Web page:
Adams Papers
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Charles Adams to John Adams, 6 December 1793

Charles Adams to John Adams

New York Decr 6 1793.

My dear Father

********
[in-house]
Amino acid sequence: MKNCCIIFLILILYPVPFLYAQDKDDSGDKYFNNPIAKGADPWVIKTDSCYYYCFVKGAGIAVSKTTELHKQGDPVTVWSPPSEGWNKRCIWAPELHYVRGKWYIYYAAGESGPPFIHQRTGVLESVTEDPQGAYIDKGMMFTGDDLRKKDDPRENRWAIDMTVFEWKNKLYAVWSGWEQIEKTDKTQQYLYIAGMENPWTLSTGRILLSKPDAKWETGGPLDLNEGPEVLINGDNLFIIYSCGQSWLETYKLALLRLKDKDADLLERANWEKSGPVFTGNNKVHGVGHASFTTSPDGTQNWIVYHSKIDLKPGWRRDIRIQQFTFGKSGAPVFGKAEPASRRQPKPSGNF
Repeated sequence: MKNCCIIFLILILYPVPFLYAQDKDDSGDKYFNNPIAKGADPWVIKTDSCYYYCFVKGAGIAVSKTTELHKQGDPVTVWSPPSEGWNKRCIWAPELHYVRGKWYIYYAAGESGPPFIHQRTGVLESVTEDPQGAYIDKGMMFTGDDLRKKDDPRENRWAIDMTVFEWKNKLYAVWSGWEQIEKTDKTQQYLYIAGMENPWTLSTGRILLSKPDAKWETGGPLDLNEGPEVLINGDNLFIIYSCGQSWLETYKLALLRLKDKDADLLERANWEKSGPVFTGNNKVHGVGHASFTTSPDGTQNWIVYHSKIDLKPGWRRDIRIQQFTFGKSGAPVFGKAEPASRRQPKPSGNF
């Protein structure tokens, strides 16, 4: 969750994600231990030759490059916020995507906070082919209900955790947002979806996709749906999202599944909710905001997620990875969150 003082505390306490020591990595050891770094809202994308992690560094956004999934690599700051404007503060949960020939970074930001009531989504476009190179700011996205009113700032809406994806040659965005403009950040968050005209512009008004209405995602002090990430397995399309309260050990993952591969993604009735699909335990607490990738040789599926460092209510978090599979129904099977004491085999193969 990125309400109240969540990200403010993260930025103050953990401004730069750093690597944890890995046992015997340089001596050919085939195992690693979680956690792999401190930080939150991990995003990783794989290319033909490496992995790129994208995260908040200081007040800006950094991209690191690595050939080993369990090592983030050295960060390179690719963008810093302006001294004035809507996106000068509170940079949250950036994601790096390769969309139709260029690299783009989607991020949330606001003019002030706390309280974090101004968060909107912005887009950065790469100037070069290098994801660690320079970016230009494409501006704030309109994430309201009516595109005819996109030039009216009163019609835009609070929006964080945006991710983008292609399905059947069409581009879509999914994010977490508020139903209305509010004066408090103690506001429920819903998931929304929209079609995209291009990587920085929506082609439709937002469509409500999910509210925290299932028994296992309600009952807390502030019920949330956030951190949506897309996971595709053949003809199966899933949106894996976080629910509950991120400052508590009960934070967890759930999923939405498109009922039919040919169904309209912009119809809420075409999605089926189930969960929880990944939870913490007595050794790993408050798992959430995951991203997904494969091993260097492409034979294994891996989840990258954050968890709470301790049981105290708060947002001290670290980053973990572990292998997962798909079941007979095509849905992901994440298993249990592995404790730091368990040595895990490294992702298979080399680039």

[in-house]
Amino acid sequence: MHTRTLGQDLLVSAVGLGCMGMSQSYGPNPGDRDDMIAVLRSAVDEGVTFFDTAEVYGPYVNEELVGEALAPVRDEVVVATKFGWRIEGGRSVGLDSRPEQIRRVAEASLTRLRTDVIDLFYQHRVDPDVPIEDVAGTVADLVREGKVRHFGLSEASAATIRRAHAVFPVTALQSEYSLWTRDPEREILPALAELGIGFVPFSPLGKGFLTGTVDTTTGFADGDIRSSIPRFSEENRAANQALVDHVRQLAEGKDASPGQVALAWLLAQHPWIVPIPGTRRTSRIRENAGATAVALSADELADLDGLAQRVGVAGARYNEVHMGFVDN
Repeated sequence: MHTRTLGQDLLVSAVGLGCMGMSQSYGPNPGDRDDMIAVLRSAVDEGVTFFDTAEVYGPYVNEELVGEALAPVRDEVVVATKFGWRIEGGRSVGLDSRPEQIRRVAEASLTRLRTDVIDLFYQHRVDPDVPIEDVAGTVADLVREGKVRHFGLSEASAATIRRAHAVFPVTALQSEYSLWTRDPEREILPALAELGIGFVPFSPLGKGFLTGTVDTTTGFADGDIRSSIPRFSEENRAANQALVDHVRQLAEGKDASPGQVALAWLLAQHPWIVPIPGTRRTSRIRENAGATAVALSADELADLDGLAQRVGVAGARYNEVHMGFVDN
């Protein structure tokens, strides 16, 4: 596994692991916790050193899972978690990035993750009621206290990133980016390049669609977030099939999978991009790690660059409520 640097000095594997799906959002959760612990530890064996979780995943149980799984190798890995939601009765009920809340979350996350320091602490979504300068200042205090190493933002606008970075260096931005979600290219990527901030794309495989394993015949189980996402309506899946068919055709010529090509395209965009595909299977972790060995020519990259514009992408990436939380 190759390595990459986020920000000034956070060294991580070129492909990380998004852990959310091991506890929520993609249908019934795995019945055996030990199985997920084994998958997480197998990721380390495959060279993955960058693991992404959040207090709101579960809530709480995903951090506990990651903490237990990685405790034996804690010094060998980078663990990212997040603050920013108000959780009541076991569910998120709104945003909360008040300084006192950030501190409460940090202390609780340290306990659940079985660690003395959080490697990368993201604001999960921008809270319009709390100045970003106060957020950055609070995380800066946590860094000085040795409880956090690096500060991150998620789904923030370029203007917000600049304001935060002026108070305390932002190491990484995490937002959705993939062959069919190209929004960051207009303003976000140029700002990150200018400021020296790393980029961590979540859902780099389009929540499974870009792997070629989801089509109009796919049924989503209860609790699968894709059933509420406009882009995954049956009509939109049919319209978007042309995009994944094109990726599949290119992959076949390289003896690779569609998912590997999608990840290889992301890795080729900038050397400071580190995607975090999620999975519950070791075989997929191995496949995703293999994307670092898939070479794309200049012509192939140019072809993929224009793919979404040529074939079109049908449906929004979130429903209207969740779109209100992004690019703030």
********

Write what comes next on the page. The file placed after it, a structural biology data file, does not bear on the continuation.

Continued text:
The very interesting situation of our Country at present cannot fail to call forth the serious reflections of those who are anxious for its wellfare What we are destined to can only with certainty be divulged by the operation of time. Individuals reason from the experience of past ages and often draw different conclusions from the same premises. We are as yet but a young Country. Yet we have gone through some ordeals to gain experience, but we must go through many more before a Government can be established in this Country sufficiently energetic to act with a proper dignity both towards foreigners and our own citizens. We boast of freedom of security to our persons property and reputation and yet we do not find that the laws are always executed in such a manner as to secure what we boast of or to punish invaders upon those rights Through the negligence timidity or design of men who ought to exert themselves to give just and good laws their proper operation we are daily exposed to gross invasions. Through the unwillingness of men of reputation to come forward to State truths to the people we are often exposed to the rash proceedings of an ignorant Mob. Many instances of these serious facts may be exhibited. This City has from time to time subjected to the lawless depredations of the mob, and The instigators have as often been overlooked and have passed without the punishments due to their crimes. The reasons assigned for this lenity are that it is better to let such conduct pass unnoticed than to irritate the minds of people by severe punishment But surely examples ought to be made or the evil will increase with double rapidity. We have of late had an alarming instance fury of a mob in this City A young man was indicted at the last Court of Oyer and Terminer for a rape Upon the trial no evidence was given to convict him of the crime and the jury gave a verdict Not guilty. During the course of this trial The people in the Galleries to applaud or hiss as it suited their fancy The Counsel for the Prisoner were insulted in the most gross manner in open Court Yet the judges either did not dare or neglected to punish this contempt. In the evening a mob collected and very composedly pulled down a half dozen houses The Mayor to whom much praise is due as an active and determined Magistrate did what was in his power to quell the riot but he was hindered in the execution of his office and obtained nothing but bruises and kicks The next day threats were heard in the City against the Counsel for the prisoner They were told their houses would be pulled about their ears One man said he would show them how those things were done in France The Governor promised that the Militia should be called out to protect them. Evening came on and no signs of Militia were seen and they were obliged to quit their houses for safety. It is said the Governor never ordered them out If he did they disobeyed his orders This is not probable as by late appointments he has the Militia officers at his beck all the principal officers being chosen from his band. The mob contented themselves with tearing down six or seven more houses that evening and then disbanded in a very orderly manner.1 Luckily the freak of pulling down half the City did not take them or I see no impediment to the execution. Notwithstanding all this no prosecutions no indictments no commitments have been heard of. It is said These were houses of ill fame, but they were no less private property and as such should be protected. If once the principle is admitted that the mob according to their whims have a right to destroy and execute their vengeance; whose person or property is safe? But no pains are taken to oppose such conduct and when the Citizens see or hear of such fracâ’s they stare and wonder what has got into the people. Where are we to look for remedies for these outrages if men who have it in their power to prevent them sit still and wink at them? We are in danger of having many evil examples set us by the number of unprincipled foreigners who are daily pouring in upon us and they will no doubt be made tools to serve party purposes If then such violence is not nipped in the bud we have but a melancholy prospect before us—